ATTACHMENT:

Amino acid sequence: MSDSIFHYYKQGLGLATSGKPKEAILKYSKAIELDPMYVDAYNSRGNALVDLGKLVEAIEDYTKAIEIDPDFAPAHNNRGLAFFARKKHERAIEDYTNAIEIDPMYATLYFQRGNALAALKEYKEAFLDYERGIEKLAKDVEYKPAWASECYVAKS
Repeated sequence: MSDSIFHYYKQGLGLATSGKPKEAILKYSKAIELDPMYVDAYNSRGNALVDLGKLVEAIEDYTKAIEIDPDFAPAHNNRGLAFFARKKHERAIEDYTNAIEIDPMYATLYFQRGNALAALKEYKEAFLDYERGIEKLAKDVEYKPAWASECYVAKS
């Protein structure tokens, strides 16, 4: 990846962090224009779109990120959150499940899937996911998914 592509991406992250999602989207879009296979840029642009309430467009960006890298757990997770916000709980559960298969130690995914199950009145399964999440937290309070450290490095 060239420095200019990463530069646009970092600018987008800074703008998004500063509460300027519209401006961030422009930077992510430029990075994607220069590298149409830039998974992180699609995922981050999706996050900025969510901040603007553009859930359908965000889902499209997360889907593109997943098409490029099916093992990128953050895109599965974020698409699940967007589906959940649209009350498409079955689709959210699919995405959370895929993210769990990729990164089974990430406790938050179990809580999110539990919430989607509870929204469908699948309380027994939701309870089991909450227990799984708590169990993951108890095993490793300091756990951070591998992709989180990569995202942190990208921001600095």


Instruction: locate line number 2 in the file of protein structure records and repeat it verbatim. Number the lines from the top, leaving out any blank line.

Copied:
Repeated sequence: MSDSIFHYYKQGLGLATSGKPKEAILKYSKAIELDPMYVDAYNSRGNALVDLGKLVEAIEDYTKAIEIDPDFAPAHNNRGLAFFARKKHERAIEDYTNAIEIDPMYATLYFQRGNALAALKEYKEAFLDYERGIEKLAKDVEYKPAWASECYVAKS